hēaðu-sigel, m.n: the sun (lit. sea-sun, perhaps from seeing the sunrise or set over the sea). (HAY-ah-thuh-SI-yell)
wǣg-bora, m.n: a wave-bearer, a creature that lives beneath the waves. (WAγ-BO-ra)
A variety of fish swimming onto the page of a bestiary. Northern France, 13th century. Paris, Bibliothèque Nationale de France, lat. 6838B, f. 39r. [visualiseur.bnf.fr]
regnig, adj: rainy. (RAIN-eeγ)
Inferno, Canto VI, in Dante’s Divine Comedy. Northern Italy (Genoa?), third quarter of 14th century. Oxford, Bodleian Library, MS. Holkham misc. 48, p. 9. [bodley.ox.ac.uk]
wār, n.n: seaweed; sand, strand. (WAHR)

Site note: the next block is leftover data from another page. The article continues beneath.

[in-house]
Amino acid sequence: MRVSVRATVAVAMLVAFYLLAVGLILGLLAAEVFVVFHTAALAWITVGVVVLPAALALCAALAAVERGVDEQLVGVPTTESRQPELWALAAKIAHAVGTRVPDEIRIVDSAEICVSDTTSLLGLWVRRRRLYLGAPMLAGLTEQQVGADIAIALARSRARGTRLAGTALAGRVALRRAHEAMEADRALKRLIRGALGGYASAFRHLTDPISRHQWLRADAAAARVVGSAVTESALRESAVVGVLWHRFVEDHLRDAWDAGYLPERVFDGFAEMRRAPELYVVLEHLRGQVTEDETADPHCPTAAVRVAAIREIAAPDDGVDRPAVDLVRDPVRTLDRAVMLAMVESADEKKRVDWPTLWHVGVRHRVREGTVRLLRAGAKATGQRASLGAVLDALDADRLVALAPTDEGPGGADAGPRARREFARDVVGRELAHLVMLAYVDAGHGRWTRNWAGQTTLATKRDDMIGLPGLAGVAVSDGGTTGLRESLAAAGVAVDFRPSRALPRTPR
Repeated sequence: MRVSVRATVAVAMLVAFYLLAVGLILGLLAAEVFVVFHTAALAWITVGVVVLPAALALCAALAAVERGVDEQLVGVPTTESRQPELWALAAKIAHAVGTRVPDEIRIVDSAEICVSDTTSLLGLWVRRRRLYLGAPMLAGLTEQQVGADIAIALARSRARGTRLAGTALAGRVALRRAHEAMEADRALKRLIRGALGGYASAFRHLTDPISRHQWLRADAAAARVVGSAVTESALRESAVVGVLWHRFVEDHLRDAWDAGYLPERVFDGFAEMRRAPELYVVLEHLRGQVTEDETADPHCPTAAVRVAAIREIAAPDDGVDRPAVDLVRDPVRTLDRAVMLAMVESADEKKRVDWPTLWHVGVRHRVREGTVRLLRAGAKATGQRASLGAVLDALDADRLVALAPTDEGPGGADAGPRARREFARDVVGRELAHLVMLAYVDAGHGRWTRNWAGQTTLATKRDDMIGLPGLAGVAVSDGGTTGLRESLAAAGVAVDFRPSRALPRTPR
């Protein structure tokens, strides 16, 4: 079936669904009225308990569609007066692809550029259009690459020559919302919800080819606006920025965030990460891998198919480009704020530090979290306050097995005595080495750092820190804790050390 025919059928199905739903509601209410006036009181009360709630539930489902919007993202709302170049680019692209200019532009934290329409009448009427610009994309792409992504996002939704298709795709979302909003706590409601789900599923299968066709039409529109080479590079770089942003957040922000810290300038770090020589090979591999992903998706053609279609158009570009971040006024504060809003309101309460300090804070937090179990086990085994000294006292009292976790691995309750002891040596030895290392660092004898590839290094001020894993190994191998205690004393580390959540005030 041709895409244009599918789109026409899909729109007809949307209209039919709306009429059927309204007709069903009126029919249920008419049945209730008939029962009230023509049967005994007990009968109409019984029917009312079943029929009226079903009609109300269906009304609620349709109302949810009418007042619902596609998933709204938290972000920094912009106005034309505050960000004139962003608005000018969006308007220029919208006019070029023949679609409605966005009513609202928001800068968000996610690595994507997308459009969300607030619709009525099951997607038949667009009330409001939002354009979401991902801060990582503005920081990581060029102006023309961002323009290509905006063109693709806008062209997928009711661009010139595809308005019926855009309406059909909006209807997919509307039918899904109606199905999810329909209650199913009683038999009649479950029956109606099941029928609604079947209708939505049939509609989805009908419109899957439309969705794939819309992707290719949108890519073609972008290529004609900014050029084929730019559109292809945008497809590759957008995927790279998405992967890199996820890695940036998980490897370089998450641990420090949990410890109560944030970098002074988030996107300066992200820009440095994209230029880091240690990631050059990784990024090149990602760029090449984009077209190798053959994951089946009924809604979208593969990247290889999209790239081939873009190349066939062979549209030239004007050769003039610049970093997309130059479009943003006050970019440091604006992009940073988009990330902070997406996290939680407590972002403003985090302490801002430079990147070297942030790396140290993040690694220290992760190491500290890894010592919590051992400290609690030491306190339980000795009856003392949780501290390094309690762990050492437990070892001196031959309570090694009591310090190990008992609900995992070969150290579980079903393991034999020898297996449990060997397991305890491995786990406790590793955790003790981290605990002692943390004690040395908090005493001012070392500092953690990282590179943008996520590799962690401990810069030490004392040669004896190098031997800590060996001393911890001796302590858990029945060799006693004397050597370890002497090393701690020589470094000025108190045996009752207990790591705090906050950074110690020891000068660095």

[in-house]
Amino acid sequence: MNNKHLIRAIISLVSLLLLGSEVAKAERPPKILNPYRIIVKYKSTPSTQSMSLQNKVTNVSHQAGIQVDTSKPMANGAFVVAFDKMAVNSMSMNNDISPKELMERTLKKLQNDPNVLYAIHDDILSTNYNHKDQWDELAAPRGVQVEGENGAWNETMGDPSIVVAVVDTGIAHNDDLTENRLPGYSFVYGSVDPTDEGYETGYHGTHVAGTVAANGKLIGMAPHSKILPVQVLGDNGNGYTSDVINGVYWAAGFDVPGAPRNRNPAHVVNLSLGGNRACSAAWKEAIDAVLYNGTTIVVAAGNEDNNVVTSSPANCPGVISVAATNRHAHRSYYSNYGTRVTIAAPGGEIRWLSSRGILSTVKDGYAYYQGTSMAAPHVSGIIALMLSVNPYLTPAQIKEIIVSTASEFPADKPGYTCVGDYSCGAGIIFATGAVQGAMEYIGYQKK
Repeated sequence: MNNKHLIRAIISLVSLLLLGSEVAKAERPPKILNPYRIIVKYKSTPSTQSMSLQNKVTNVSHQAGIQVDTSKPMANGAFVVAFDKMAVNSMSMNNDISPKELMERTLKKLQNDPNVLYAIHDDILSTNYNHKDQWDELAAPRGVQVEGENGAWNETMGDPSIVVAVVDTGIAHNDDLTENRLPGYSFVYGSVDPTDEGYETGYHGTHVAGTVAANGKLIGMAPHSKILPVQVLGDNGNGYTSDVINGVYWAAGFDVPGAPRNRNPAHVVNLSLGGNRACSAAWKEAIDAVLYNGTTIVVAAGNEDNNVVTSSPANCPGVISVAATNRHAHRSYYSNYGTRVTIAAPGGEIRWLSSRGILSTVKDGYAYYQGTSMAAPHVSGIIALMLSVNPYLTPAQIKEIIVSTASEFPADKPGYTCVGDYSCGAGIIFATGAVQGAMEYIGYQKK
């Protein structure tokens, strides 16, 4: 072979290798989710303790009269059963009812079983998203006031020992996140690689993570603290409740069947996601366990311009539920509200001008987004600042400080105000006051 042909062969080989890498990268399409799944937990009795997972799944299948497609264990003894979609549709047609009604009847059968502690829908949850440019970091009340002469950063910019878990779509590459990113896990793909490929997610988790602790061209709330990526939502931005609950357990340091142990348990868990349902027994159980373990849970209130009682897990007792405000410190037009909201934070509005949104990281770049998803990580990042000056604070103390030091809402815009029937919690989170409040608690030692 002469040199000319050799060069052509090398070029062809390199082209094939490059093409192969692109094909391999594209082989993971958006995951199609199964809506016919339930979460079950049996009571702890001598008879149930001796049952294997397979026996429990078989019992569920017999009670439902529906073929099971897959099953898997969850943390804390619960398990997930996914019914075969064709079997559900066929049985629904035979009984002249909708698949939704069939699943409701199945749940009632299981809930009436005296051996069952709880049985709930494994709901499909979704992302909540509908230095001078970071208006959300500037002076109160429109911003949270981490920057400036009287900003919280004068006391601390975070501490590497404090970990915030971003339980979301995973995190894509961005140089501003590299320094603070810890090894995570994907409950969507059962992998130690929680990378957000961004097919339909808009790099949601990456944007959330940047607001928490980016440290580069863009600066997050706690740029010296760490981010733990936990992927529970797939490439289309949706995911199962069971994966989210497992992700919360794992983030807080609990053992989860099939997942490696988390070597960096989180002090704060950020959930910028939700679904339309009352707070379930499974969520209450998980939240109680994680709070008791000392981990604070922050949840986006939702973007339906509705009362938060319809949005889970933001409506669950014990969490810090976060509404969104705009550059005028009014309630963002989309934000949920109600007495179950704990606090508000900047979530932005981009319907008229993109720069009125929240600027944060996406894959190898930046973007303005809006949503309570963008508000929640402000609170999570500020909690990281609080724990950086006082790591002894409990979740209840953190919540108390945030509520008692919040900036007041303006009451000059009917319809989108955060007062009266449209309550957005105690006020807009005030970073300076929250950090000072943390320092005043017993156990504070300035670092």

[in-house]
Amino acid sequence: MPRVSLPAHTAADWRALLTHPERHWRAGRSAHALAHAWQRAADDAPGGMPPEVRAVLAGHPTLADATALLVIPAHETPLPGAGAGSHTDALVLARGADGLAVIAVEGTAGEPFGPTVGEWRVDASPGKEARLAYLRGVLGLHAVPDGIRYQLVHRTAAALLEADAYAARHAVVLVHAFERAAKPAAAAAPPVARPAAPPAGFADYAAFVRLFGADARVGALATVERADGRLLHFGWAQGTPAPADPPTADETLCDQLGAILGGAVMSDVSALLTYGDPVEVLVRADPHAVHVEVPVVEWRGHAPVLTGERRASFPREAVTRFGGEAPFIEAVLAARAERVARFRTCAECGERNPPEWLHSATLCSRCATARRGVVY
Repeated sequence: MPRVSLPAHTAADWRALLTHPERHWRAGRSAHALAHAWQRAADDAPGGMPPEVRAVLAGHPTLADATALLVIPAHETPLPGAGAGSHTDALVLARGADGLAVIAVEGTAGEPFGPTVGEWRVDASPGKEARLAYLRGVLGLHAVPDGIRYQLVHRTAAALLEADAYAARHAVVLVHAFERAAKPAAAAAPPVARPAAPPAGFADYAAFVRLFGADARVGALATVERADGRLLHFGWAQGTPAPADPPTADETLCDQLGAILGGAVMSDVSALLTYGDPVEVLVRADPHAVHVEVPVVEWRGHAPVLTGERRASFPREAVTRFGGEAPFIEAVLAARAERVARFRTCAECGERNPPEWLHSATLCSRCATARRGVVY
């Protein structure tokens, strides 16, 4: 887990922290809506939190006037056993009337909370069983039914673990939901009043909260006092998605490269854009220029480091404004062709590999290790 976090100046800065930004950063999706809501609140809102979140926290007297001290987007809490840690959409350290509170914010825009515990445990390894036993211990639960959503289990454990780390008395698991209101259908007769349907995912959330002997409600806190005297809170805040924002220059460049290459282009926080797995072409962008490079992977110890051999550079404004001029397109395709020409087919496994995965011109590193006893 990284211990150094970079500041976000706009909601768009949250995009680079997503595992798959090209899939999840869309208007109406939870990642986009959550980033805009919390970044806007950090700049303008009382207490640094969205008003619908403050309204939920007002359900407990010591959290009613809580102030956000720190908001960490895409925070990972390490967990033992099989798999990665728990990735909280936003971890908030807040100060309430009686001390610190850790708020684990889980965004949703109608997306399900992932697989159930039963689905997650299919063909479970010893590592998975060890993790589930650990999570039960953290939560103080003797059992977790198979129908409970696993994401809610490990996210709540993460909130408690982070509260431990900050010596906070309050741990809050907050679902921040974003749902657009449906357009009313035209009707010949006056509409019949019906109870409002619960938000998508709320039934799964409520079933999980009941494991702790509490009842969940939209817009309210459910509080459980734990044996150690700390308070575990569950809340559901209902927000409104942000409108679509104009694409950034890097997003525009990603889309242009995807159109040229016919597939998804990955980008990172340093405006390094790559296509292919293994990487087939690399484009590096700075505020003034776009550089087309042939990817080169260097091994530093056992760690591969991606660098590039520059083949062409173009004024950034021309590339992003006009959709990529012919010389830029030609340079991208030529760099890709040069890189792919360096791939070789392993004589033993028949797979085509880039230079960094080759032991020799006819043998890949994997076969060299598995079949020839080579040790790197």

sǣ-fōr, f.n: a journey by sea, a voyage. (SA-vor)
Alexander the Great inside a glass barrel lit by two oil lamps. Miniature from
Histoire du bon roi Alexandre. France, 14th century. [pinterest.co.uk]
flōd-wudu, m.n: flood-wood, a ship. (FLOAD-wuh-duh)
sǣ-ælfen, f.n: a sea-elf, sea-nymph. (SA-al-ven)
The Rutland Psalter. England, c. 1260. British Library, Add MS 62925, f. 57r.
sǣ-burh, f.n: a maritime town. (SÆ-burh)
A man riding on a donkey, head in hand, across a bridge, as a personification of Idleness (Peresse). The Dunois Hours. Central France (Paris), c. 1440 – c. 1450 (after 1436). British Library, Yates Thompson 3, f. 162r.
wæter-sēaþ, m.n: a water-pit, well, reservoir. [WÆ-ter-SAY-ath]
This week’s Wordhord Wednesday post is on sea-candles. Read it on Patreon .
Medieval water well at the Qala Archaeological and Ethnographic Museum in Baku, Azerbaijan. Photo by Urek Meniashvili on Wikimedia Commons CC-BY-SA-3.0.
mere-candel, f.n: the “sea-candle”, a kenning (metaphor) for the sun, a light that rises from or sets in the sea. [MAY-ray-KAHN-dell]